By Tom Wilson, Anna Irrera and Jessica DiNapoli
LONDON/NEW YORK- When Elon Musk’s Tesla became the biggest name to reveal it had added bitcoin to its coffers last month, many pundits were swift to call a corporate rush towards the booming cryptocurrency.
Yet there’s unlikely to be a concerted crypto charge any time soon, say many finance executives and accountants loath to risk balance sheets and reputations on a highly volatile and unpredictable asset that confounds convention.
“When I did my treasury exams, the thing we were told as number one objective is to guarantee security and liquidity of the balance sheet,” said Graham Robinson, a partner in international tax and treasury at PwC and adviser to the UK’s Association for Corporate Treasurers.
“That is the fundamental problem with bitcoin, if those are the objectives for treasurers, then breaking them could get them in trouble.”
Tesla Inc’s $1.5 billion bitcoin bet saw it join business software firm MicroStrategy Inc and Twitter boss Jack Dorsey’s payments company Square Inc in swapping some traditional cash reserves for the digital coin.
Proponents of the cryptocurrency see it as a hedge against inflation at a time of unprecedented government stimulus, a falling dollar and record-low interest rates that make attractive high-yielding assets hard to find.
While the moves have prompted more boardroom discussions though, headaches from bitcoin’s volatility to accounting for it and storing it are likely to preclude a big wave of companies holding large amounts on balance sheets in the short term, according to over a dozen financial officers, board members and accountants interviewed by Reuters.
“It will take more than a small handful of disruptive companies investing in bitcoin to impact the narrative in boardrooms,” said Raul Fernandez, an entrepreneur and investor who sits on the audit committee of the board of chipmaker Broadcom Inc as well as other companies.
“Larger global companies, I can’t see those conversations happening right now.”
One problem could lie in the devil of the accounting detail in a bookkeeping industry that, like many others, is still taking stock of the nature of cryptocurrencies.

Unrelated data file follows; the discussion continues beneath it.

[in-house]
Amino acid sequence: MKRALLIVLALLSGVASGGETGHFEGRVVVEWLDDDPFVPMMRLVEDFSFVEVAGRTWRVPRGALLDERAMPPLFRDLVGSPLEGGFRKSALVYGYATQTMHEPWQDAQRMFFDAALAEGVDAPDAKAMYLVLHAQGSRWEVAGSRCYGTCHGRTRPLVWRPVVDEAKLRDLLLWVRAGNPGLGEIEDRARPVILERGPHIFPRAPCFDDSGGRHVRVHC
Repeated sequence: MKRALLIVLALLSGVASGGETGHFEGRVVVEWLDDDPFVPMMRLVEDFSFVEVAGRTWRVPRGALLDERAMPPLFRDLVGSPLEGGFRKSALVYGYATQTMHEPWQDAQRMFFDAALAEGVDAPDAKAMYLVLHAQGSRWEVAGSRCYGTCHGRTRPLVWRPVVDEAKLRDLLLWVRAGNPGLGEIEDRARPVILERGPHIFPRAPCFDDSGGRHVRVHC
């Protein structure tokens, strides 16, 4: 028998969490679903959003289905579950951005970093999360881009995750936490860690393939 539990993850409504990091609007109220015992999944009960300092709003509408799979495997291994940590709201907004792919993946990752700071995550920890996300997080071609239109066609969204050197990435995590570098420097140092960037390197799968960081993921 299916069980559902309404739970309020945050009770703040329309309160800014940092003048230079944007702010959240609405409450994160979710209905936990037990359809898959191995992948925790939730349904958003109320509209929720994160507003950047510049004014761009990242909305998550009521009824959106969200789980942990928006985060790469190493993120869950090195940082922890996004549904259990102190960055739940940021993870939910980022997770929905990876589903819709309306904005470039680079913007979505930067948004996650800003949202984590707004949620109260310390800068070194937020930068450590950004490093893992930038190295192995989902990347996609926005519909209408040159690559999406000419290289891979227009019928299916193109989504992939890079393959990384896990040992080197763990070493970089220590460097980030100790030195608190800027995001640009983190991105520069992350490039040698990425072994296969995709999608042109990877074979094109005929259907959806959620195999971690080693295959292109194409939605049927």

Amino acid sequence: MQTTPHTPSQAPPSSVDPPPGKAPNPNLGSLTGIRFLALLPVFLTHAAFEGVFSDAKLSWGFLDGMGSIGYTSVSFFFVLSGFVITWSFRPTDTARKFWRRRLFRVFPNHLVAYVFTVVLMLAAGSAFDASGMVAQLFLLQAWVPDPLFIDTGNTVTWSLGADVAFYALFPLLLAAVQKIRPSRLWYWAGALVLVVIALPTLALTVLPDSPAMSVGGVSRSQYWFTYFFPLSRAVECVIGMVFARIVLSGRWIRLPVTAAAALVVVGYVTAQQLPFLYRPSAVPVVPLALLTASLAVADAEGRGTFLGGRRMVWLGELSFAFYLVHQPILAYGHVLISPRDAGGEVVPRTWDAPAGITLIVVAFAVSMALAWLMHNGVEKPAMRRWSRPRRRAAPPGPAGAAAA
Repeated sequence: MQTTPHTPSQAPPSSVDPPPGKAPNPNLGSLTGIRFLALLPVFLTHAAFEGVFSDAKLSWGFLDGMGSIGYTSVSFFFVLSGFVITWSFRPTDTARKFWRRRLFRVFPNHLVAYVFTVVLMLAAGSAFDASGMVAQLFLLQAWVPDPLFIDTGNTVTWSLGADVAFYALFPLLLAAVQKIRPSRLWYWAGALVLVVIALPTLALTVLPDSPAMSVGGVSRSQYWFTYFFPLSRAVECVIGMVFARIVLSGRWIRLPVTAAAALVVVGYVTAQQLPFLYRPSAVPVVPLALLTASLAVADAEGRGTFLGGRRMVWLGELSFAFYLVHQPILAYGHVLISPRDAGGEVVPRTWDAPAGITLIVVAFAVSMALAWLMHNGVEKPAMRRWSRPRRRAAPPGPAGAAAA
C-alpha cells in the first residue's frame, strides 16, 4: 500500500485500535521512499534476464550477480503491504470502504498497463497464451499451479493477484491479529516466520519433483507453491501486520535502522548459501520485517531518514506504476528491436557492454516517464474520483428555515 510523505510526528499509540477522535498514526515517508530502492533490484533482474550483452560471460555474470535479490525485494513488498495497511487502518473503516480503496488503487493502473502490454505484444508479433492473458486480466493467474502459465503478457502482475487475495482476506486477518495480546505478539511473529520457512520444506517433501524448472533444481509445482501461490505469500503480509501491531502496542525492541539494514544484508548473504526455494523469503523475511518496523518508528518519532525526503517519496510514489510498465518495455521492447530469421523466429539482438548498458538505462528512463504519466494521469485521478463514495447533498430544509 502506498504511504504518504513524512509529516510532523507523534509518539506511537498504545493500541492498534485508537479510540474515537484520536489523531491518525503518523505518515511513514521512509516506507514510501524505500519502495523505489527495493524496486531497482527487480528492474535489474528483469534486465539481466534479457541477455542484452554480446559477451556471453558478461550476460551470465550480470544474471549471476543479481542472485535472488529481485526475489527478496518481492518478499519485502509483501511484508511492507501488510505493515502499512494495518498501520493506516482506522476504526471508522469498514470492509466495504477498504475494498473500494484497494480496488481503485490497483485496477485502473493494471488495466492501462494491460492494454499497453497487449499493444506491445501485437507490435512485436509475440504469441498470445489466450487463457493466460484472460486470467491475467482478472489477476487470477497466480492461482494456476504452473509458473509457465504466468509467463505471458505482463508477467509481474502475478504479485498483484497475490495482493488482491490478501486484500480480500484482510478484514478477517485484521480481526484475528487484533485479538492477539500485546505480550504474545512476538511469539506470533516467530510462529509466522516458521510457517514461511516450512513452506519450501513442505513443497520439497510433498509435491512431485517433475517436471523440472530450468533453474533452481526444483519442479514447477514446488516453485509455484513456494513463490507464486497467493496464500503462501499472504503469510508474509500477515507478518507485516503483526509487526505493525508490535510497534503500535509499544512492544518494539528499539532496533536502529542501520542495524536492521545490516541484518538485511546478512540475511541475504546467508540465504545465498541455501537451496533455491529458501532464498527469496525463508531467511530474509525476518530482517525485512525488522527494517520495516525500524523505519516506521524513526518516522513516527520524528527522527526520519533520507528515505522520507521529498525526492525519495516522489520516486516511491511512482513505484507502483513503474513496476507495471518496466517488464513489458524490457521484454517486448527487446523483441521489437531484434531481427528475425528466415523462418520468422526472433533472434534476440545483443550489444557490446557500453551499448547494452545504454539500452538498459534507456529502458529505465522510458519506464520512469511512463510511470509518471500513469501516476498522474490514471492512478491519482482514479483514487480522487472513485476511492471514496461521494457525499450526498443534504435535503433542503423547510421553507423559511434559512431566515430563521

The Financial Accounting Standards Board, which sets accounting standards for US corporations, does not have guidance specific to the accounting for cryptocurrencies.
However, consistent with discussions among a separate US trade body, companies apply existing FASB guidance on the accounting for “intangible assets”, which usually includes intellectual property, brand recognition or goodwill.
Under these rules, companies other than investment firms or broker-dealers cannot book gains in the value of holdings should the price of bitcoin rise – but must write down their investment as an impairment charge if it falls.
Furthermore, once a company writes down its holdings, it cannot record subsequent gains until it sells.
By contrast, companies periodically reflect the impact of fluctuations in traditional currencies in their financial statements.
The FASB has no immediate plans to review its treatment of bitcoin as the issue affects few of its constituents, according to a source familiar with the matter.
“I don’t think it’s the best accounting so far,” said Robert Hertz, a former FASB chairman. “I am hoping that if more mainstream companies get into bitcoin, the accounting standards board may revisit the accounting treatment.”
Outside the United States, cryptocurrencies are usually treated as intangible assets too.
But in contrast to guidance under the FASB rules, writedowns can be reversed in future years. In certain cases, companies can record bitcoin at market value.
Publicly listed companies together hold around $9 billion of bitcoin, data from the Bitcoin Treasuries website shows. Around 80 percent is held by Tesla and MicroStrategy, the latter with over $4.5 billion.
Square, which allows users to buy and sell bitcoin, said last month it had added an additional $170 million of the virtual coin to its coffers.
Of course, if the price of bitcoin rises, a company can always simply sell its holdings, thus realising some gains. Yet it is still a risky investment, given the cryptocurrency’s record of wild swings.
In 2013, for example, bitcoin started at around $13 and spiked to over $1,000. In 2017, it went from about $1,000 to around $20,000. In early 2020, it sunk below $4,000. It fell more than 25 percent late last month only a week after hitting a record high above $58,000. It has now recovered part of its losses.